|Anton Chekhov: 1860-1904||v|
|The Seagull in context||xx|
|The seagull and the enchanted lake||xxv|
|Time and memory; youth and age; sleep and dream||xxxiii|
|Art and life; love and destruction||xxxvi|
|Comedy or tragedy?||xxxix|
|Problems of translation||xli|
|The Seagull in production||liv|
|A Note on the Translation||xciii|
|Pronunciation of the Names||xcvii|
The Seagull / Edition 1by Anton Chekhov, Michael Frayn, Nick Worrall
Pub. Date: 10/15/2002
Publisher: Bloomsbury Academic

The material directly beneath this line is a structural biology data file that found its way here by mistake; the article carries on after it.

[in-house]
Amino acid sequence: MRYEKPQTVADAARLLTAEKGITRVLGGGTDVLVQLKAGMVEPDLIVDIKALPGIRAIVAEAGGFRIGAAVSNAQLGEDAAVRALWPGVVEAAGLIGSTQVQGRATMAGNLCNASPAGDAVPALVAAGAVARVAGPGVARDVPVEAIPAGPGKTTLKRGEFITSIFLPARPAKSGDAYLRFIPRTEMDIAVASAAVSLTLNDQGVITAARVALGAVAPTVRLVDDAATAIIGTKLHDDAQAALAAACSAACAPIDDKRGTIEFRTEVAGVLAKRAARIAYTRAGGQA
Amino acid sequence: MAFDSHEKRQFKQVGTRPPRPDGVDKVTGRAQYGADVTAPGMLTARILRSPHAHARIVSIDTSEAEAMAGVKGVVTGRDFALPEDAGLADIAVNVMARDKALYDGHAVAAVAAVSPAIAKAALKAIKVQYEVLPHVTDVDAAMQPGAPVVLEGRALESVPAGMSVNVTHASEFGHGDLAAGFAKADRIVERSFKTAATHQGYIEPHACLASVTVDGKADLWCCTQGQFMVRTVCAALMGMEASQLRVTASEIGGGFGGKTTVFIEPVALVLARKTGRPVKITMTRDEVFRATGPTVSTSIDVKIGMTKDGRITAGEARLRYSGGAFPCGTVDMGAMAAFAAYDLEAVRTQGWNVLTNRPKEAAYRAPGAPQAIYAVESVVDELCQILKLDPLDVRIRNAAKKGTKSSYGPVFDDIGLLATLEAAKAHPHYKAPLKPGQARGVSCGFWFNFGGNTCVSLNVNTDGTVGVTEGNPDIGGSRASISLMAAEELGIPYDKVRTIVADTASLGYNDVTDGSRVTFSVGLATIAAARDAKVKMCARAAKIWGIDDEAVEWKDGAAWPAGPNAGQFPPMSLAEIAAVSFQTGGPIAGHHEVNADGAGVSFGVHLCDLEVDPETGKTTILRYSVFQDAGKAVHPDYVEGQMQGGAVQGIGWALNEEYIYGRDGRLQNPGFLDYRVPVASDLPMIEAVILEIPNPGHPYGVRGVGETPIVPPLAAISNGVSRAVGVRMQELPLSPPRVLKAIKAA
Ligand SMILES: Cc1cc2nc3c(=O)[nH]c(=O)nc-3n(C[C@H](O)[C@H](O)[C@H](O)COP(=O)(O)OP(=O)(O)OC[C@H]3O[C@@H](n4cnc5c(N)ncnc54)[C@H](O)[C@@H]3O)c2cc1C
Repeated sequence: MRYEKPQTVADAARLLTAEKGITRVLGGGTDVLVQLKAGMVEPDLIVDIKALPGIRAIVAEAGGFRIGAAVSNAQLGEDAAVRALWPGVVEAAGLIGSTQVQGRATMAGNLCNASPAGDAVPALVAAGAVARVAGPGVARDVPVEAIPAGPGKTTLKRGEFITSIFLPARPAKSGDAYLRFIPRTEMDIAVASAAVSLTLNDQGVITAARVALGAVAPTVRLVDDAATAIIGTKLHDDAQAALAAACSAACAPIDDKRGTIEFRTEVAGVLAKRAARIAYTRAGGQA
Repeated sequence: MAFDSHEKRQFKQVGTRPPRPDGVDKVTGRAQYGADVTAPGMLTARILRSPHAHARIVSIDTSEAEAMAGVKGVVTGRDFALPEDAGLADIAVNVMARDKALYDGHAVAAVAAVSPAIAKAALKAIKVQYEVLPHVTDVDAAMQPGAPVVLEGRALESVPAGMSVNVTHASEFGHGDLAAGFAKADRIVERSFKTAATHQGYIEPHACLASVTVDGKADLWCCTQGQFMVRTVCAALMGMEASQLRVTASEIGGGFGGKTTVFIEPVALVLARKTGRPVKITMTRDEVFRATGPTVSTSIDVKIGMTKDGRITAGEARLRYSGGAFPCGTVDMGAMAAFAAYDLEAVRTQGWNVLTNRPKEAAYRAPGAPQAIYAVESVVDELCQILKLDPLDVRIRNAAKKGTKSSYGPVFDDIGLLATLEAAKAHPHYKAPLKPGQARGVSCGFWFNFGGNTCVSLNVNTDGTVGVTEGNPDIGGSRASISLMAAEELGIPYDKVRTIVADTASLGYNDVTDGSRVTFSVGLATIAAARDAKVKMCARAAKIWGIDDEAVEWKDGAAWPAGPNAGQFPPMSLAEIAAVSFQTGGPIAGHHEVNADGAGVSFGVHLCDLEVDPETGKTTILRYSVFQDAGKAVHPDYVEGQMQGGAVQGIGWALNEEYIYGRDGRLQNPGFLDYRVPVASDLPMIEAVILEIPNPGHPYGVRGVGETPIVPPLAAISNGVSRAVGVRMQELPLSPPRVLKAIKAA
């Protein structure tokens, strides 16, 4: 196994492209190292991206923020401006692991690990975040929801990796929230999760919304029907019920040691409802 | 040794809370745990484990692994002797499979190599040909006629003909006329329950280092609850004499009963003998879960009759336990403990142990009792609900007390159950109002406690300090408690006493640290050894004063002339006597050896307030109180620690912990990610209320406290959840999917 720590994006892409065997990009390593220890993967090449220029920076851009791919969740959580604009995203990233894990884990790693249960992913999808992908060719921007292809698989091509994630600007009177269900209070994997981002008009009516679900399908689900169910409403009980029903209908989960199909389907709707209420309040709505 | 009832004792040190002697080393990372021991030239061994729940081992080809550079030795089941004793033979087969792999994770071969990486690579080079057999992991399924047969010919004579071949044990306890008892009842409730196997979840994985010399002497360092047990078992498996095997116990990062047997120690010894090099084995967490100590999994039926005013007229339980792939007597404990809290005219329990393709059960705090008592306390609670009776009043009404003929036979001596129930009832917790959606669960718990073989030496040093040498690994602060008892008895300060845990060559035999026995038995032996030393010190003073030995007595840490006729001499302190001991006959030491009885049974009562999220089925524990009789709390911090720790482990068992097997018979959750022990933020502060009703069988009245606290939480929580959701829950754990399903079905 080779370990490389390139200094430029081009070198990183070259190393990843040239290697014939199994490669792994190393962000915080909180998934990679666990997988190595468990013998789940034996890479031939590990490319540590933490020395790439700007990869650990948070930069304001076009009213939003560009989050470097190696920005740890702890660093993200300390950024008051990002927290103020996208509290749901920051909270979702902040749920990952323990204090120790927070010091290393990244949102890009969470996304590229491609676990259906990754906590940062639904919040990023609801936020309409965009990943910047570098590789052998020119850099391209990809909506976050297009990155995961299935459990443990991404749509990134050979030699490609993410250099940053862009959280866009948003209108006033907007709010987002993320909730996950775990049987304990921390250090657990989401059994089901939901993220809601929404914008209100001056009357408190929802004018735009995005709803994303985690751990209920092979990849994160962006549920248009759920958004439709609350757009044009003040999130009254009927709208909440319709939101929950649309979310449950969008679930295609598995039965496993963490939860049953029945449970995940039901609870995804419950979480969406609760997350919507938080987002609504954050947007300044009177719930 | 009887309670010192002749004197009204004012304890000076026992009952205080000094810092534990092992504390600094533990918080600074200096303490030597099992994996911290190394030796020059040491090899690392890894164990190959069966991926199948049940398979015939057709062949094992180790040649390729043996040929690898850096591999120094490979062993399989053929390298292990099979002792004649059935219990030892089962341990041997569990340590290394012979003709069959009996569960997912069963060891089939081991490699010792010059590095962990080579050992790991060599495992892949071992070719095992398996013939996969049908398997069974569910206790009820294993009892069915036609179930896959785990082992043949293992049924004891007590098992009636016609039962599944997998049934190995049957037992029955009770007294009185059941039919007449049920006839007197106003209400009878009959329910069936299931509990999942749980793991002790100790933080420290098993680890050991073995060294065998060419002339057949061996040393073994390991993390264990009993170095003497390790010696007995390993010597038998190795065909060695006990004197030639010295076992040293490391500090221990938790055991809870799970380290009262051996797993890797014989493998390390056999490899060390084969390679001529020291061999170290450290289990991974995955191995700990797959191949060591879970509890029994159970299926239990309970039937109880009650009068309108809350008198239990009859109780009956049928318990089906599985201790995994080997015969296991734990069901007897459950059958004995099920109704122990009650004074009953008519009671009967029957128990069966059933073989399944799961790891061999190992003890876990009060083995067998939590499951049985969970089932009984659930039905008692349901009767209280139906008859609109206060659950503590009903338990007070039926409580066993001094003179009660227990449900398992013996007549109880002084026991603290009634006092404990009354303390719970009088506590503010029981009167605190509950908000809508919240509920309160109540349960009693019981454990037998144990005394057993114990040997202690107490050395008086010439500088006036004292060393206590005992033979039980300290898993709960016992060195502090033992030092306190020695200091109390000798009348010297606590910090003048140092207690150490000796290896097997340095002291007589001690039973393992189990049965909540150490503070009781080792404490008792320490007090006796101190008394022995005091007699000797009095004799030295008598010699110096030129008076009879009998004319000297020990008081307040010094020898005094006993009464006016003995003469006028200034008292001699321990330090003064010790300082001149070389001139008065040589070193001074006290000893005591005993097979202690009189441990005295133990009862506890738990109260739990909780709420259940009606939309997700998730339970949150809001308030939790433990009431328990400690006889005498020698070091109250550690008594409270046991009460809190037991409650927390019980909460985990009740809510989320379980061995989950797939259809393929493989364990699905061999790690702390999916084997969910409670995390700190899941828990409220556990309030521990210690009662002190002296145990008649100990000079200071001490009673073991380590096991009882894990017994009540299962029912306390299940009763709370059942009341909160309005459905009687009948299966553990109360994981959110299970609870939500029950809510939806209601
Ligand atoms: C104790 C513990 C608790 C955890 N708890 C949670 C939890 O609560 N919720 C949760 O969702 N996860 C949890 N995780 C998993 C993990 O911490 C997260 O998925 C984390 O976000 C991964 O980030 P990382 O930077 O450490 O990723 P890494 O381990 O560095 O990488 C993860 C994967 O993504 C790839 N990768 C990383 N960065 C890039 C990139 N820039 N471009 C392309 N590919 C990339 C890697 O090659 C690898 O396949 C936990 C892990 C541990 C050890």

When it opened in St Petersburg in 1896, The Seagull survived only five performances after a disastrous first night. Two years later it was revived by Nemirovich-Danchenko at the newly-founded Moscow Art Theatre, with Stanislavsky as Trigorin, and was an immediate success, changing for ever the nature and possibilities of drama. Chekhov's description of the play was characteristically self-mocking: 'A comedy - three f., six m., four acts, rural scenery (a view over a lake); much talk of literature, little action, five bushels of love'.
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